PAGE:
Tag Archives: entrepreneur

A mans got to know his limitations!

In 1973, in Magnum Force, Harry Callahan said famously, “A mans got to know his limitations.”

This applies to all of use, every day, and especially to Entrepreneurs.  It is a rare person that can be good at three of four areas of expertise, yet many business owners try to be just that, every day.  Sales, Marketing, Operations, management, production, accounting, finance, human resources, legal… how many hats do you wear?  More importantly how many do you wear – that you know you are not good at?  How many times a week do you say to yourself “I really have to get to that project, why do I keep putting it off?”

The most productive entrepreneurs know their limitations, and hire outside help to shore up their weaknesses.   In fact, most business owners spend all their time putting out fires and meeting deadlines (being the manager), and spend no time planning (being the leader).  Then they are surprised when things fall apart.  And they will, so plan how you will handle it and what your backup plan is.

Knowing your limitation is essential to self-growth and progress. To improve your business, take a good long look in the mirror and decide what your weaknesses are – and go get someone to help.


“Mastery of a task may be a straightforward path. Mastery in leadership is a lifetime pursuit, one that is both humbling and challenging as well as rewarding to the individual, and the team, when it works.” – John Baldoni

5 growth stage slipups that can kill your business

Originally published on the SCORE website.  Reeve Conover has been helping business owners start and grow their businesses as a volunteer SCORE mentor for more than 5 years:


“Many entrepreneurs have the guts to take that dramatic first step of sparking something into creation,” says Nelson. “But too many lack the perspective to reflect on what’s needed for the next step.”

And there simply are no required tests or qualifications to become an entrepreneur. Anyone can attempt it. That’s different from what Nelson experienced in the Navy where he served as a nuclear submarine office and had to prove his qualifications before advancing.

Because entrepreneurs often lack the skills to take their companies to the next level, they end up making mistakes that can quickly put those businesses at risk. Here are five such mistakes identified by Nelson, author of a new book called “The Second Decision – The Qualified Entrepreneur.”

Help1. Insisting on autonomy. One trait many entrepreneurs share is a desire for autonomy. That’s often why they became entrepreneurs in the first place. And that’s great starting out, because in the startup stage, the business is often all about you. Your fingerprints are on everything and there’s little you don’t know and aren’t directing.

But in the growth stage things become more complex. The business becomes more vulnerable to industry and economic trends. At that point, an entrepreneur’s insistence on autonomy can hurt the company’s ability to respond quickly and intelligently to challenges.

2. Unwillingness to build structure, cultivate expertise or delegate. As a business grows, many smart entrepreneurs surround themselves with a strong executive team – or at least a steady right-hand individual – to help ensure the company’s success, says Nelson. But too many business owners fail to create the kind of structure that produces good leadership decisions within a management team. As you grow your business, you must also build in accountability.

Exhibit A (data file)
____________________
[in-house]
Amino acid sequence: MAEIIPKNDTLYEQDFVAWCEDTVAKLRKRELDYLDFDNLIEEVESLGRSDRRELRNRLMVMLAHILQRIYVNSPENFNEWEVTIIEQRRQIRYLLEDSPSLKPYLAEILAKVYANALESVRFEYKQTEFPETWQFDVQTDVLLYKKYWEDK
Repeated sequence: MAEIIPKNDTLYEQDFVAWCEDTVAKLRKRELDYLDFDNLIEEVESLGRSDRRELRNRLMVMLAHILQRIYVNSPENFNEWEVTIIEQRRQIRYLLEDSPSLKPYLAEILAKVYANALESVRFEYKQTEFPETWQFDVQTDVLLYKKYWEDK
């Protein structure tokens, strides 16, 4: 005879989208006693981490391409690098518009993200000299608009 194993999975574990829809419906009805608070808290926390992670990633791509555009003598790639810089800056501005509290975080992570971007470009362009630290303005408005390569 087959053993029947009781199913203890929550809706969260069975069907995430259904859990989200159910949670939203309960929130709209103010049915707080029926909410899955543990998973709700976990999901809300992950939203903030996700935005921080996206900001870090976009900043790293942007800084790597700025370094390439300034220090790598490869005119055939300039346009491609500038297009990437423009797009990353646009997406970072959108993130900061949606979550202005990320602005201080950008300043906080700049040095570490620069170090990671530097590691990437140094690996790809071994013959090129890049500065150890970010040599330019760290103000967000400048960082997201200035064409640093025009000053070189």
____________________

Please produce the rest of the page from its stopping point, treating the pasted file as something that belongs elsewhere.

3. Lack of financial leadership. Many business owners simply are not strong on financial skills. This includes such things as tracking cash levels and trends, financial covenants, metrics and expenses. As the business grows, these things become more time consuming and complex. The business may need a financial expert to ensure the business owners gets good financial advice and input to grow the organization.

The U.S. Small Business Administration estimates that 60 percent of businesses that fail owe their demise to a lack of cash. Says Nelson, “When it comes to financial leadership, it’s what entrepreneurs ‘don’t know that they don’t know’ that will multiply the risk that their business will ultimately fail.”

4. Failing to adjust to the day-to-day. For entrepreneurs – especially serial entrepreneurs – starting a business is exhilarating. That’s one reason they do it. By comparison, the reality of operating a growing business day-to-day can pale in comparison. A bored or disinterested founder can create big troubles for a growing business. A bored business owner might decide to start another business, or make abrupt changes to the current company to keep the level of excitement high.

“Entrepreneurs are to be celebrated for their desire to innovate. But when a serial entrepreneur habitually looks for new sandboxes to play in, what happens to the existing company often isn’t good,” says Nelson.

5. Failure to self-examine. Business owners are typically good at certain things. For example, some excel at salesmanship, others at marketing, and others at product development or perhaps customer service. But almost no entrepreneur is great at everything it takes to grow a successful business.

For that reason, entrepreneurs need to be aware of their own strengths and weaknesses – the same things they gauge in their employees. Set aside your abundant self-confidence and take stock of what you know, what you’re good at and what skills you still need to master.

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Reeve Conover is a Registered Representative. Securities offered through Cambridge Investment Research, Inc., a Broker/dealer member FINRA/SPIC. Cambridge and Conover Consulting are not affiliated. Licensed in SC, NC, NY, CT, NJ, and CA.
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